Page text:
skubalon – In secular Greek this depressing word means rubbish and muck of many kinds: excrement, rotten food, bits left at a meal as not worth eating, a rotting corpse. Nastiness and decay are the constant elements of its meaning; it is a coarse, ugly, violent word implying worthlessness, uselessness, and repulsiveness… The only NT usage is Paul’s in Phil 3:8, where he says of all the natural and religious privileges which once seemed sweet and precious, and all the things he has lost since becoming a Christian, “I count (estimate, evaluate) them as (nothing but) dung.” The coarse and violent word shows how completely Paul had ceased to value them. [New International Dictionary of New Testament Theology Vol. 1, Zondervan: 1980, pg 480]

  • Shelby Marsh

    I can only tell you my story. I got saved in jail…just me and Jesus. 2days after I got out of jail, I resided in a half-way house & attended AA…I cussed like a sailor. Then I started not liking how it sounded coming out of my mouth. It didn’t really bother me that others cussed. Not long after that, it was as if my heart was being pierced when I heard others cussing; and yes some hurt way more than others for some reason. I can’t fully explain the hows and whys. All I know is that it was the Holy Spirit. I don’t remember consciously thinking I shouldn’t cuss. I don’t recall asking God to help me. All I really know is that 12 years after being born-again, I no longer drink alcohol, smoke cigarettes or cuss. It is by God’s grace & I can’t imagine ever doing these things or wanting to do these things anymore.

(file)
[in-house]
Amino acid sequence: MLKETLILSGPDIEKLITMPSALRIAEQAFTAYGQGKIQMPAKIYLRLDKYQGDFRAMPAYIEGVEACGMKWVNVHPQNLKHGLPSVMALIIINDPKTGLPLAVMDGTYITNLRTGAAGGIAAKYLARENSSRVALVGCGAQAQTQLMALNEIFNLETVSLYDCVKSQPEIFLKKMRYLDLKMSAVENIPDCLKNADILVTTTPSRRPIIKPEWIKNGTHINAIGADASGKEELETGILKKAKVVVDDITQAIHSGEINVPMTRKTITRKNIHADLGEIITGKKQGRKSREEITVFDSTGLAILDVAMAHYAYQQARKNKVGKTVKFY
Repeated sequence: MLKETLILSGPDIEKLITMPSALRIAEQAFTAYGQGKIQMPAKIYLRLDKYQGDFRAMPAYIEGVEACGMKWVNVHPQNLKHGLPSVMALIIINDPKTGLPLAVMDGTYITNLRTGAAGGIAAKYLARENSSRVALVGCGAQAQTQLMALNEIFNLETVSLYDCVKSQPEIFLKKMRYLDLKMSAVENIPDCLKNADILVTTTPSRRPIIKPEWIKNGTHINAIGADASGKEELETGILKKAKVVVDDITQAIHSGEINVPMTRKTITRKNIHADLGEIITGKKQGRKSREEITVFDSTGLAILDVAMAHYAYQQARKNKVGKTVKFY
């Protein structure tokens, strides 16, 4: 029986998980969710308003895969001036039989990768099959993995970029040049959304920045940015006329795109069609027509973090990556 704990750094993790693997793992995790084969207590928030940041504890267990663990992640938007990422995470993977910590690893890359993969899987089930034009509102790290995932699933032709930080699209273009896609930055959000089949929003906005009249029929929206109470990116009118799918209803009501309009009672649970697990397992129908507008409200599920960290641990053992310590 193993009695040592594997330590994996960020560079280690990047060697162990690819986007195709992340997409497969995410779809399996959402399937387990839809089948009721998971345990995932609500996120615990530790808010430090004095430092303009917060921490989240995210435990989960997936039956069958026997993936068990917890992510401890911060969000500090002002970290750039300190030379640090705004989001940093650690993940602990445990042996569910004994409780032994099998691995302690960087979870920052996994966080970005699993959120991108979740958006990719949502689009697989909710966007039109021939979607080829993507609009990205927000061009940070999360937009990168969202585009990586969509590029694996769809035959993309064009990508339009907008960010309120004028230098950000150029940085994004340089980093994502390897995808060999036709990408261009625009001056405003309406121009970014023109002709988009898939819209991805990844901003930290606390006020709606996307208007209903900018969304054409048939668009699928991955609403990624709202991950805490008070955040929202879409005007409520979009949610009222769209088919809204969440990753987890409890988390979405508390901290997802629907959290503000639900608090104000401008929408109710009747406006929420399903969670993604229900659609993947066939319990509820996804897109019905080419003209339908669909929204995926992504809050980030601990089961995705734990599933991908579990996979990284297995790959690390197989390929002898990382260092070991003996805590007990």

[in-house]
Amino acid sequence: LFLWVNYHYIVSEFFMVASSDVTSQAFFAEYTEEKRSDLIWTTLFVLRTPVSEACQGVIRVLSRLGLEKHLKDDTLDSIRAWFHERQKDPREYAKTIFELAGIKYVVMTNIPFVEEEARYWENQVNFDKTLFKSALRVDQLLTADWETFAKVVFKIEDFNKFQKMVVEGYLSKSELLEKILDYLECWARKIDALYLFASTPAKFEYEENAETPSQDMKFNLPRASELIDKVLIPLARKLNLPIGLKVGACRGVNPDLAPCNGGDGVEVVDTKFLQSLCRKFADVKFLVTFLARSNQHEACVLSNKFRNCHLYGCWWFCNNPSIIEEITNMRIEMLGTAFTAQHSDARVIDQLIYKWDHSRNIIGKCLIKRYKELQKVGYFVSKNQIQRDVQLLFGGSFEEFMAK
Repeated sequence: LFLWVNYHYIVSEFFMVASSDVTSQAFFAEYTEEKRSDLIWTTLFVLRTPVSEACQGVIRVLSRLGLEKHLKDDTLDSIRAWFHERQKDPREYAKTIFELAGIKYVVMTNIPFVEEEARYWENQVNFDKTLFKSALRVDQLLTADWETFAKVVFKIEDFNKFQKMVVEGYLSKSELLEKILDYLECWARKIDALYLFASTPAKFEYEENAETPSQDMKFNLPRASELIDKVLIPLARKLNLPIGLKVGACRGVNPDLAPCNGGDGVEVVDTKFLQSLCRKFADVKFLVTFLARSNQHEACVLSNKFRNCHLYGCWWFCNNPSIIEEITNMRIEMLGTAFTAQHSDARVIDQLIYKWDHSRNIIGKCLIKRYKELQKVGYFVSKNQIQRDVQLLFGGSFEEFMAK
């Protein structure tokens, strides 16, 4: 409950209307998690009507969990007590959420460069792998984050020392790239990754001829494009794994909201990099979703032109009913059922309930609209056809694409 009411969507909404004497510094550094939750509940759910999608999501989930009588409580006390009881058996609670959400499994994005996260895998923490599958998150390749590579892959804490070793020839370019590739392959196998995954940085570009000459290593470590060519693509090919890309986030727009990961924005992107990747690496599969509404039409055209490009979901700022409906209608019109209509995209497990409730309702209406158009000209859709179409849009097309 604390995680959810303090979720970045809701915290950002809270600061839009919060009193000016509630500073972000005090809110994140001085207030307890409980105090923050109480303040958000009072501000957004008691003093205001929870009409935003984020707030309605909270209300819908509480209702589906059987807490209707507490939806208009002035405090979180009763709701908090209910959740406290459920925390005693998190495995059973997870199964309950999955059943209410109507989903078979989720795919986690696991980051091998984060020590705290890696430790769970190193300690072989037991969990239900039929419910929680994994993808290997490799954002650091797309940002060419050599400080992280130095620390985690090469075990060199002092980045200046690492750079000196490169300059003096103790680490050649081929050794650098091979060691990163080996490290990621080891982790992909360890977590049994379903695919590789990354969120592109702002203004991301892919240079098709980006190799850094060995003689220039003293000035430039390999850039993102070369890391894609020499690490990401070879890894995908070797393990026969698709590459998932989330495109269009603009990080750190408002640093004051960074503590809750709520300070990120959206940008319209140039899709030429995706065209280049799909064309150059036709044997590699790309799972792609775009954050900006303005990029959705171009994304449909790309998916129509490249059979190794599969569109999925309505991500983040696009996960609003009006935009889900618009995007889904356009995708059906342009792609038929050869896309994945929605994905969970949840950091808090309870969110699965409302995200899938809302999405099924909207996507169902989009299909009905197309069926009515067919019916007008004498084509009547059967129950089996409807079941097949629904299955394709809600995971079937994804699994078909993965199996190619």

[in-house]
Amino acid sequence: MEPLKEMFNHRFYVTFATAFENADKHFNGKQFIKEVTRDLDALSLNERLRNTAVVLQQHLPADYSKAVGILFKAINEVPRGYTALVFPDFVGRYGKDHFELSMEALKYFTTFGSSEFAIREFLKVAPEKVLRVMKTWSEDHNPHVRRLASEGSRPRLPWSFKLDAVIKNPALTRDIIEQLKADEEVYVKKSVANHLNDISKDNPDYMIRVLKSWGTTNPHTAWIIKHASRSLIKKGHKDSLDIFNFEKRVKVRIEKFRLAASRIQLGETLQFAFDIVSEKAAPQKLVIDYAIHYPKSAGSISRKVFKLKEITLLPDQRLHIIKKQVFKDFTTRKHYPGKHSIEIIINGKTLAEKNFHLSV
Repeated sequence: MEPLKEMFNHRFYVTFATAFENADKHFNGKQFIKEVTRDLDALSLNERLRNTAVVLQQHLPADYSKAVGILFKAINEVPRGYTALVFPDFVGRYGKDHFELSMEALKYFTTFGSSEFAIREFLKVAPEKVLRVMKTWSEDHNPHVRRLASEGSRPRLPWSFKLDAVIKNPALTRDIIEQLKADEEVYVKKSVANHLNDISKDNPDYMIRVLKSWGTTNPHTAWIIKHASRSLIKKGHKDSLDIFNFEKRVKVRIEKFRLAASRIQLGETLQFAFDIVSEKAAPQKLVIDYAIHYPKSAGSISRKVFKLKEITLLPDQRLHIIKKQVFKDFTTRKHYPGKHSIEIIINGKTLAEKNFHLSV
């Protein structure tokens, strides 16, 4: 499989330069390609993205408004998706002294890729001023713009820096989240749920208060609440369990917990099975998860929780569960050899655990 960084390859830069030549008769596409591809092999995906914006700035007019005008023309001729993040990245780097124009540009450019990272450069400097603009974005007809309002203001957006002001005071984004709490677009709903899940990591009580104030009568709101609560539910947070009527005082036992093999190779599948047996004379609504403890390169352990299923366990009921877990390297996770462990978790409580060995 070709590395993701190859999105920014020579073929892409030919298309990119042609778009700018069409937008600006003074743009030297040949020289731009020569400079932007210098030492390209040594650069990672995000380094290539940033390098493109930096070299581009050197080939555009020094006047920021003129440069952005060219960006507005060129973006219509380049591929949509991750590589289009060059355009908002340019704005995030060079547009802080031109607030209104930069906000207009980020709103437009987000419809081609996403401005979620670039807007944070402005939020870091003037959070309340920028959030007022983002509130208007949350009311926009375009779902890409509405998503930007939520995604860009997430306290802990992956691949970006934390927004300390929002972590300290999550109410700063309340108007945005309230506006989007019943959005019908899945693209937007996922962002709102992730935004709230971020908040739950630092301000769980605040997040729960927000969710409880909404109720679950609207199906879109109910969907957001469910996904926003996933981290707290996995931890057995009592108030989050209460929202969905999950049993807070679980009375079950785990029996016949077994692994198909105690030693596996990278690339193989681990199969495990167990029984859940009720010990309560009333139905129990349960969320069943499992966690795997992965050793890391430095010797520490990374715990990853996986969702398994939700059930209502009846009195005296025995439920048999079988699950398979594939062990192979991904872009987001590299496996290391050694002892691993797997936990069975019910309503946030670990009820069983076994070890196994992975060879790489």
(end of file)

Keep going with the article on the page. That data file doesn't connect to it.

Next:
• MJ

    Hi David (and a bit for Frank V at the close),
    You were a bit rough on the first poster. The Christan writer, Madeline L’Engle (I’m not sure if you are acquainted with her, but she wrote some children’s books–among many publications–that are still widely read today) once argued in favor of a targeted usage of profanity as a way to grab her listening audience–because the value of words change with time, she reasoned that using a well-placed expletive would underscore the seriousness of her message. Her only misstep, so she wrote, was that she chose the word “sh*t” whn trying to make an emphatic underline, and the vast majority of her listeners failed to even bat an eye. Words are powerful at conveying emotion and while profanity is certainly among our arsenal as humans , we should, if we so choose, to deploy these words wisely for their intended effect, unlike our father in the faith, Martin Luther, who used them widely and often, but without intended effect because his culture, like L’Engle’s audience, was more than just well-acquainted with them. Again, please refrain from making a moral issue out of what is essentially an issue of decorum.